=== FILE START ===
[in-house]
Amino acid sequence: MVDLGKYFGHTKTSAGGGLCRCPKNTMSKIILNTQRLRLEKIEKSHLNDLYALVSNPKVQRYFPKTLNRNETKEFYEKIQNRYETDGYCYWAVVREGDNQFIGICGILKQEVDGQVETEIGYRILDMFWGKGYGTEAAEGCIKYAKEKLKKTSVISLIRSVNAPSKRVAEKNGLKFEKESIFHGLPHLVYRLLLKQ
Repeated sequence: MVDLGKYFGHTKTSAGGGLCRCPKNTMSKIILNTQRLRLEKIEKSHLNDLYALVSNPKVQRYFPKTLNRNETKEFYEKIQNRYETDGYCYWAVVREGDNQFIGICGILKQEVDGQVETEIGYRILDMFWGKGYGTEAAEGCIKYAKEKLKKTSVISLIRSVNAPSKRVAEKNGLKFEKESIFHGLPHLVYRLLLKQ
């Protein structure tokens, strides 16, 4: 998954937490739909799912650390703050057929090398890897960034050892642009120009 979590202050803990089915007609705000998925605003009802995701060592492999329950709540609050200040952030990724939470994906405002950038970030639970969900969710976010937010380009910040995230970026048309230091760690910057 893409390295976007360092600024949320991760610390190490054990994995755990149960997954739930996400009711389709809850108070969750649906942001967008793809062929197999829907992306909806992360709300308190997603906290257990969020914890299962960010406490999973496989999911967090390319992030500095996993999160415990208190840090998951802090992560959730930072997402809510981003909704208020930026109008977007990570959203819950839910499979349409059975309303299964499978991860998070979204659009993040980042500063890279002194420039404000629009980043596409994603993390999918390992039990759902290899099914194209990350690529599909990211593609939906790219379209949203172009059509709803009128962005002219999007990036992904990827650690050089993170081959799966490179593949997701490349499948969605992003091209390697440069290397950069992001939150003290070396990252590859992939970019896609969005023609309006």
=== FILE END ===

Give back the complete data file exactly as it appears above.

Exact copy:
[in-house]
Amino acid sequence: MVDLGKYFGHTKTSAGGGLCRCPKNTMSKIILNTQRLRLEKIEKSHLNDLYALVSNPKVQRYFPKTLNRNETKEFYEKIQNRYETDGYCYWAVVREGDNQFIGICGILKQEVDGQVETEIGYRILDMFWGKGYGTEAAEGCIKYAKEKLKKTSVISLIRSVNAPSKRVAEKNGLKFEKESIFHGLPHLVYRLLLKQ
Repeated sequence: MVDLGKYFGHTKTSAGGGLCRCPKNTMSKIILNTQRLRLEKIEKSHLNDLYALVSNPKVQRYFPKTLNRNETKEFYEKIQNRYETDGYCYWAVVREGDNQFIGICGILKQEVDGQVETEIGYRILDMFWGKGYGTEAAEGCIKYAKEKLKKTSVISLIRSVNAPSKRVAEKNGLKFEKESIFHGLPHLVYRLLLKQ
């Protein structure tokens, strides 16, 4: 998954937490739909799912650390703050057929090398890897960034050892642009120009 979590202050803990089915007609705000998925605003009802995701060592492999329950709540609050200040952030990724939470994906405002950038970030639970969900969710976010937010380009910040995230970026048309230091760690910057 893409390295976007360092600024949320991760610390190490054990994995755990149960997954739930996400009711389709809850108070969750649906942001967008793809062929197999829907992306909806992360709300308190997603906290257990969020914890299962960010406490999973496989999911967090390319992030500095996993999160415990208190840090998951802090992560959730930072997402809510981003909704208020930026109008977007990570959203819950839910499979349409059975309303299964499978991860998070979204659009993040980042500063890279002194420039404000629009980043596409994603993390999918390992039990759902290899099914194209990350690529599909990211593609939906790219379209949203172009059509709803009128962005002219999007990036992904990827650690050089993170081959799966490179593949997701490349499948969605992003091209390697440069290397950069992001939150003290070396990252590859992939970019896609969005023609309006």